Start of Authority Record is the first record in every zone file that contains the serial number, and how nameservers get the zone file information. SOA record includes Refresh, Retry, Expire, and TTL.
An SRV Record. Service Record is a general record that can be used in a generic fashion, rather than creating protocol-specific records such as MX.
Security and Stability Advisory Committee. The SSAC advises the ICANN community and Board on matters relating to the security and integrity of the Internet’s naming and address allocation systems.
A separate address located before the primary domain name. Example could be "blog.rshweb.com".
Sunrise is a pre-launch phase, providing trademark holders the opportunity to register domain names in a TLD before registration is generally available to the public. All new non-brand gTLD registries will have an obligation to provide a minimum 30 days notification of sunrise and then a 30-day sunrise period.
To Be Released is a previously registered .CA domain name that has lapsed and now deleted and is available for re-registration during a special registration session known as a TBR session.
The .com .net .info .org is the top level domain. The second level domain name (rshweb) is what you would register. There are two types of Top Level Domains. The most common type is Generic or gTLDs, such as .COM, .NET, .INFO .ORG. The other type of TLD are the .cc TLD (country code top level domains) which are assigned to all countries and their dependencies.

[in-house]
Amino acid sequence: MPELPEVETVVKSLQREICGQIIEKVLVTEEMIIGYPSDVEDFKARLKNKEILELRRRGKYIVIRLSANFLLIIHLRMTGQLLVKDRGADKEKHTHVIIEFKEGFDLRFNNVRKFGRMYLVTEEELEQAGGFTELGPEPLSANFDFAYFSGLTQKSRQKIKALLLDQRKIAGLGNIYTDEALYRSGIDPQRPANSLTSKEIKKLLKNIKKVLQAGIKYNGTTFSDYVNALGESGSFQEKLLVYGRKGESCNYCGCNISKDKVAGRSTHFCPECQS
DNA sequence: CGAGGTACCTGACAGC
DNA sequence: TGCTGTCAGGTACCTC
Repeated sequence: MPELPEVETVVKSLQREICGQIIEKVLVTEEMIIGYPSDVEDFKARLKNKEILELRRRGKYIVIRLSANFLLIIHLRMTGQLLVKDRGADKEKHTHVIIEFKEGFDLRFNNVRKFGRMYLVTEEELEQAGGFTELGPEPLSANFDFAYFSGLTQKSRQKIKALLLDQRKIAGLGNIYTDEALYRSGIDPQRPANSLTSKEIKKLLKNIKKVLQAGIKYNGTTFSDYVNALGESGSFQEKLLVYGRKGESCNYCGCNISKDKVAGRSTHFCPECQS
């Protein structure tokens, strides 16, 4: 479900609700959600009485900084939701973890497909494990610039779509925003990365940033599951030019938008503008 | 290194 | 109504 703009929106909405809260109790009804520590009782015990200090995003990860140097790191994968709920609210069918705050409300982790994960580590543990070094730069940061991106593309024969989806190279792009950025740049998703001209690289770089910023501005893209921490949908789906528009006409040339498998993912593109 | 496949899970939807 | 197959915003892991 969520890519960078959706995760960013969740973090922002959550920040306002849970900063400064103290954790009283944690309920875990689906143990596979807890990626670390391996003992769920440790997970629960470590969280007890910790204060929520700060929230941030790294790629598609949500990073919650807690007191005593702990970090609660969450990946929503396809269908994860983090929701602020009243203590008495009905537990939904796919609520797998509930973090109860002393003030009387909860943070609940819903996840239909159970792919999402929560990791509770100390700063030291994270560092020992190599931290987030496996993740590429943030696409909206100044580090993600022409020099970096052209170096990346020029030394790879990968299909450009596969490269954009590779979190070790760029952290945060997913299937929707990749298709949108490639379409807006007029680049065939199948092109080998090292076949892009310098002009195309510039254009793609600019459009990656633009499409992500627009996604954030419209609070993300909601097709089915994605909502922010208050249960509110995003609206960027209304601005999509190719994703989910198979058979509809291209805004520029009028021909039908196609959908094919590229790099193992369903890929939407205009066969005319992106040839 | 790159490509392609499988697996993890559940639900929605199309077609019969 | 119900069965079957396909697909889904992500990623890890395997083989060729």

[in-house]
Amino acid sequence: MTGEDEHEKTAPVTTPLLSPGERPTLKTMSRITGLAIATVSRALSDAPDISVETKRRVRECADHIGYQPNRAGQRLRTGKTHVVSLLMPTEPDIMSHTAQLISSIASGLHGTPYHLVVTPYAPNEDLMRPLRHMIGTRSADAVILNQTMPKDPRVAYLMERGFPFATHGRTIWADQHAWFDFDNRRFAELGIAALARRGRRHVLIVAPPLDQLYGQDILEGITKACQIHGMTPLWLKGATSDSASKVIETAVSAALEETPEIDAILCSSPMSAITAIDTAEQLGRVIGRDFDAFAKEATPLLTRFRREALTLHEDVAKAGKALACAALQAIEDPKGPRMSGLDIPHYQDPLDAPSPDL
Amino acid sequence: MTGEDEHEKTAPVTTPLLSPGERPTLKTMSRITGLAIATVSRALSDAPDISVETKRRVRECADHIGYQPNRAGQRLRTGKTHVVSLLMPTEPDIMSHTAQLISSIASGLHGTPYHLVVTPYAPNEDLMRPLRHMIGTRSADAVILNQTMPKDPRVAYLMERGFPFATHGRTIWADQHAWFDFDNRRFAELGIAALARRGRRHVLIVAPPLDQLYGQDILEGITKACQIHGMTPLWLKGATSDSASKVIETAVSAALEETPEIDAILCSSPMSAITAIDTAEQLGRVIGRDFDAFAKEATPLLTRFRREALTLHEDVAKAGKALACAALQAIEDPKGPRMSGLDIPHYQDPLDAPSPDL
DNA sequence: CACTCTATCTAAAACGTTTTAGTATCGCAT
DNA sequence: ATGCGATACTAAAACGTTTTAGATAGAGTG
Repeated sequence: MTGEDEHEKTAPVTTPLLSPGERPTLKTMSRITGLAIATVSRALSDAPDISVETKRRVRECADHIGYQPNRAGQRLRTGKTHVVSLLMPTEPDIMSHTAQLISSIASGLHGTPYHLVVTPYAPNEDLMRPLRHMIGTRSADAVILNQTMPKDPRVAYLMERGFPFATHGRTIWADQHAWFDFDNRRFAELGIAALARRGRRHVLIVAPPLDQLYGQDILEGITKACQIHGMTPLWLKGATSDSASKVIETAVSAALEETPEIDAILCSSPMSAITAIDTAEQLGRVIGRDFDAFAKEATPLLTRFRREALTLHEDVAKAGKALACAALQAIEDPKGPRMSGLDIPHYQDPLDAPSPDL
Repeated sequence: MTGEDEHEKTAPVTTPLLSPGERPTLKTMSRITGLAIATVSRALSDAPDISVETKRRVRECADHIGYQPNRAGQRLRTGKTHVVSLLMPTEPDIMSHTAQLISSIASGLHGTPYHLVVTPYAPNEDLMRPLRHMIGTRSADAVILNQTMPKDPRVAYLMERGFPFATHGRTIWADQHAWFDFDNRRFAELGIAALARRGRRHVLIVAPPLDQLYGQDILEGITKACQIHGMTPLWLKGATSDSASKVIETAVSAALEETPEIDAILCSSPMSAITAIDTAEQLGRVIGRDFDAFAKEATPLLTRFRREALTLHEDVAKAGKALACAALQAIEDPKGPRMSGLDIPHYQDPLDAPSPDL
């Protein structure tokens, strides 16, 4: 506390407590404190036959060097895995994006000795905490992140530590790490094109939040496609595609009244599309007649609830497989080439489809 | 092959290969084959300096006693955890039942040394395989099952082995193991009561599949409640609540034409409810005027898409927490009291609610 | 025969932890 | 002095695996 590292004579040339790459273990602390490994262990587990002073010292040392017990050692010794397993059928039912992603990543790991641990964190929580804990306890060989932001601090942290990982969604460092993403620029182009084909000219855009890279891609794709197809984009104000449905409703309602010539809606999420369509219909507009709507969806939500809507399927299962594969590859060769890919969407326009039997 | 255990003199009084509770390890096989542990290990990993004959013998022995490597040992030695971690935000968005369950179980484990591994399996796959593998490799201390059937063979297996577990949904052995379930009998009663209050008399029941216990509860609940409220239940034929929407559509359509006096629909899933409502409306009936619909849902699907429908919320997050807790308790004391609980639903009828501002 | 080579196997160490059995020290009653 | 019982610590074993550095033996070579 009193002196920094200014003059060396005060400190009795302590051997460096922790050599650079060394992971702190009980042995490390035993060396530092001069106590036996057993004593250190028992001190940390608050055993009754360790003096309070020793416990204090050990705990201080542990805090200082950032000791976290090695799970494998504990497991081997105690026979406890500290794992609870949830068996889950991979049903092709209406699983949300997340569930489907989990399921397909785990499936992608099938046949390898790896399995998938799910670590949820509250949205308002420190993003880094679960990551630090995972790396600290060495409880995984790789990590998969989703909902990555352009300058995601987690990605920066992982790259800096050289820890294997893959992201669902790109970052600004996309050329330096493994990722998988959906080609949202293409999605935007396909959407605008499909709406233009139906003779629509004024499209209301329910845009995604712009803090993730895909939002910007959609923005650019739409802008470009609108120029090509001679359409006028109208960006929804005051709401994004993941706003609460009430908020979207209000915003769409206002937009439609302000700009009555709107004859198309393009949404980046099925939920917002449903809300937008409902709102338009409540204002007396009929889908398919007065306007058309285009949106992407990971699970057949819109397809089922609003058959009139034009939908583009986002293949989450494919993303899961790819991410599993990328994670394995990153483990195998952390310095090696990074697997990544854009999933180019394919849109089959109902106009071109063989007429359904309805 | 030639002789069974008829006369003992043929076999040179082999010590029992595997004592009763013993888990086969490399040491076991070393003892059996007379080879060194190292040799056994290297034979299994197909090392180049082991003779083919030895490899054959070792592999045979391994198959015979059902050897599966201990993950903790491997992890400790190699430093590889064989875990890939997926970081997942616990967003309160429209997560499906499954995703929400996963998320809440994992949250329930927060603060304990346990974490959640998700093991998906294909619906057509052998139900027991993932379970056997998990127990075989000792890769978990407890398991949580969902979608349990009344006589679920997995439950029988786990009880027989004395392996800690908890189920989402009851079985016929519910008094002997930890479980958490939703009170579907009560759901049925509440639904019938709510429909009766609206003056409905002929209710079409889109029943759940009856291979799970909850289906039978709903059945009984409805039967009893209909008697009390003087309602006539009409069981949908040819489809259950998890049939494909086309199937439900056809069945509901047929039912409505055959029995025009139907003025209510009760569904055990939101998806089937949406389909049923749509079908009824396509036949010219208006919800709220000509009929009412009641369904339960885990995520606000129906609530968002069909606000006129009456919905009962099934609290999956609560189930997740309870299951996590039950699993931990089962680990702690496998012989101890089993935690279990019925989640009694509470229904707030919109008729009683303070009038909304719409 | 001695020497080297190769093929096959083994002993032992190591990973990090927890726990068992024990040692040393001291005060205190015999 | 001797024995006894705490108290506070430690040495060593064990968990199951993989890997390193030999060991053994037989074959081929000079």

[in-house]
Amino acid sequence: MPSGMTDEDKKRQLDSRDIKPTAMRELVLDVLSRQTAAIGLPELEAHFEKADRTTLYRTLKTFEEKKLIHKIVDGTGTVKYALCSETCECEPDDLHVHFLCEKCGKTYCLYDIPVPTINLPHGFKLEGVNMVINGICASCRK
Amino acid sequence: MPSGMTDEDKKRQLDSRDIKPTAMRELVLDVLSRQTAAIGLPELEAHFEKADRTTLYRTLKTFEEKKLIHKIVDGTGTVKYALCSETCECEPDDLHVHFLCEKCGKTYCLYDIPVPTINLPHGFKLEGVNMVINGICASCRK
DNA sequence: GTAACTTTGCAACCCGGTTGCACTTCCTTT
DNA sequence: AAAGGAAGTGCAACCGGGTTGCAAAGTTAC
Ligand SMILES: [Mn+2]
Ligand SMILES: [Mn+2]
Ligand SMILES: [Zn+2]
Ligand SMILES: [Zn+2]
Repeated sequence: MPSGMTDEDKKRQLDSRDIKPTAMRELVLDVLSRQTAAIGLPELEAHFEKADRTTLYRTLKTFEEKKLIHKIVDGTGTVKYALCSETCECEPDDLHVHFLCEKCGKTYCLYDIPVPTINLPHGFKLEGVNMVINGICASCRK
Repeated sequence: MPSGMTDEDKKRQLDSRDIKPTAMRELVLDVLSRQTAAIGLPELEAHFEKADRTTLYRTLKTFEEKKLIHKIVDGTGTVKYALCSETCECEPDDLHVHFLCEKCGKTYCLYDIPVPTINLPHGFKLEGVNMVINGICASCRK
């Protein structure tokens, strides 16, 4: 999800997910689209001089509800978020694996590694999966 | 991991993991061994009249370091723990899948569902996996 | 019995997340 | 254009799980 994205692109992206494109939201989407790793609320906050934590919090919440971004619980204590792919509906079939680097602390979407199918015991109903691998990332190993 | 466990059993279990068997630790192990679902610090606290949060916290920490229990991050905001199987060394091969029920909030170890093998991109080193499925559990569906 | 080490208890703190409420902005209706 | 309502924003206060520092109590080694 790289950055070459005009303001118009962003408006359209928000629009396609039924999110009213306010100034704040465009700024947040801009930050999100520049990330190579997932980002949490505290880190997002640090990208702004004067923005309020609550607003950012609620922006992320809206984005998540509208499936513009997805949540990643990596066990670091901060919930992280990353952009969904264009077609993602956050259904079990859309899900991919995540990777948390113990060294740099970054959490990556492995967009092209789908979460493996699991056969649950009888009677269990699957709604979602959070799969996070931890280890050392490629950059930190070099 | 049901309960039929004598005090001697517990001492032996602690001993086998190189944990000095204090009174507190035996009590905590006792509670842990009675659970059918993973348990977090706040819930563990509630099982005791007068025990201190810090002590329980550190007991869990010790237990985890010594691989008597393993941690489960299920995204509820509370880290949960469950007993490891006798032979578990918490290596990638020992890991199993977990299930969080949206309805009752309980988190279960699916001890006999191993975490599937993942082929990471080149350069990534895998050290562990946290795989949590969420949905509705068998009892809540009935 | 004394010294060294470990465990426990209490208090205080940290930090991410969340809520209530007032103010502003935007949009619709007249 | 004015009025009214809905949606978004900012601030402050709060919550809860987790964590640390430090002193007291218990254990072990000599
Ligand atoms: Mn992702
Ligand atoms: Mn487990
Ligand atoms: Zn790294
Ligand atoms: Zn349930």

Domain names can be sold or "Transferred" to another organization. Most registries require a process by which permission from the old owner to hand over control to the new owner is authorized. The procedure for change of ownership is known as a Domain Transfer. Policies and procedures on domain name transfer can vary from Registrar to Registrar.
Uniform Dispute Resolution Policy. A policy for resolving disputes arising from alleged abusive registration of domain names (for example, cybersquatting), allowing expedited administrative proceedings that a trademark right's holder initiates by filing a complaint with an approved dispute resolution service provider.
Universal Resource Locator. This is the string of numbers and symbols located in the address bar at the top of your web browser, which includes all the information your computer needs to find the right page, image, or document on a website.